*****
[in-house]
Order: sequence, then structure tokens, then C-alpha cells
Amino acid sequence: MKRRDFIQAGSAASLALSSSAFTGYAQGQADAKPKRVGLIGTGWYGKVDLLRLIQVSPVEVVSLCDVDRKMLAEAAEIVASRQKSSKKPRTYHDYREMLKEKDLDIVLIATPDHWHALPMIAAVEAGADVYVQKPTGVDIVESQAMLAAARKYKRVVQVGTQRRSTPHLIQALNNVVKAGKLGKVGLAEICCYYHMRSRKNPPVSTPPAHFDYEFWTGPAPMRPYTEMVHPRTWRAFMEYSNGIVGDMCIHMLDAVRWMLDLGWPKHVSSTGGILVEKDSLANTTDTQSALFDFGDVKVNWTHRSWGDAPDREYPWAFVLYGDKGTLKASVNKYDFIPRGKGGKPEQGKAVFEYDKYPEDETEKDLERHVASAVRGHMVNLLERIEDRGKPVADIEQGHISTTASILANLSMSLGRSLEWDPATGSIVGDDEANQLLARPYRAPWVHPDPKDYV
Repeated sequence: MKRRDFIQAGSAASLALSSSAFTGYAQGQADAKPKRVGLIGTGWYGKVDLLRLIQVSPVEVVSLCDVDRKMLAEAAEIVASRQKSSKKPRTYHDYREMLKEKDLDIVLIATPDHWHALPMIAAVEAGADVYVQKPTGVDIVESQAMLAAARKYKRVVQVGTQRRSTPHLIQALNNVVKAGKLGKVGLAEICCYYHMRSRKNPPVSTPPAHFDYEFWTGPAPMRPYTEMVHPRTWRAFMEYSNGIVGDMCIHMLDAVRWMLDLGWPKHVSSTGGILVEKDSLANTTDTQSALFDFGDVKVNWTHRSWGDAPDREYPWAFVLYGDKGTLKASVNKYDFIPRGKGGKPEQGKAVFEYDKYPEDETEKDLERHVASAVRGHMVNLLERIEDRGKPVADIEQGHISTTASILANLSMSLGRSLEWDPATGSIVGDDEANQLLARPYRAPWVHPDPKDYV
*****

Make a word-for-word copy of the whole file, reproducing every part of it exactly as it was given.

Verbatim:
[in-house]
Order: sequence, then structure tokens, then C-alpha cells
Amino acid sequence: MKRRDFIQAGSAASLALSSSAFTGYAQGQADAKPKRVGLIGTGWYGKVDLLRLIQVSPVEVVSLCDVDRKMLAEAAEIVASRQKSSKKPRTYHDYREMLKEKDLDIVLIATPDHWHALPMIAAVEAGADVYVQKPTGVDIVESQAMLAAARKYKRVVQVGTQRRSTPHLIQALNNVVKAGKLGKVGLAEICCYYHMRSRKNPPVSTPPAHFDYEFWTGPAPMRPYTEMVHPRTWRAFMEYSNGIVGDMCIHMLDAVRWMLDLGWPKHVSSTGGILVEKDSLANTTDTQSALFDFGDVKVNWTHRSWGDAPDREYPWAFVLYGDKGTLKASVNKYDFIPRGKGGKPEQGKAVFEYDKYPEDETEKDLERHVASAVRGHMVNLLERIEDRGKPVADIEQGHISTTASILANLSMSLGRSLEWDPATGSIVGDDEANQLLARPYRAPWVHPDPKDYV
Repeated sequence: MKRRDFIQAGSAASLALSSSAFTGYAQGQADAKPKRVGLIGTGWYGKVDLLRLIQVSPVEVVSLCDVDRKMLAEAAEIVASRQKSSKKPRTYHDYREMLKEKDLDIVLIATPDHWHALPMIAAVEAGADVYVQKPTGVDIVESQAMLAAARKYKRVVQVGTQRRSTPHLIQALNNVVKAGKLGKVGLAEICCYYHMRSRKNPPVSTPPAHFDYEFWTGPAPMRPYTEMVHPRTWRAFMEYSNGIVGDMCIHMLDAVRWMLDLGWPKHVSSTGGILVEKDSLANTTDTQSALFDFGDVKVNWTHRSWGDAPDREYPWAFVLYGDKGTLKASVNKYDFIPRGKGGKPEQGKAVFEYDKYPEDETEKDLERHVASAVRGHMVNLLERIEDRGKPVADIEQGHISTTASILANLSMSLGRSLEWDPATGSIVGDDEANQLLARPYRAPWVHPDPKDYV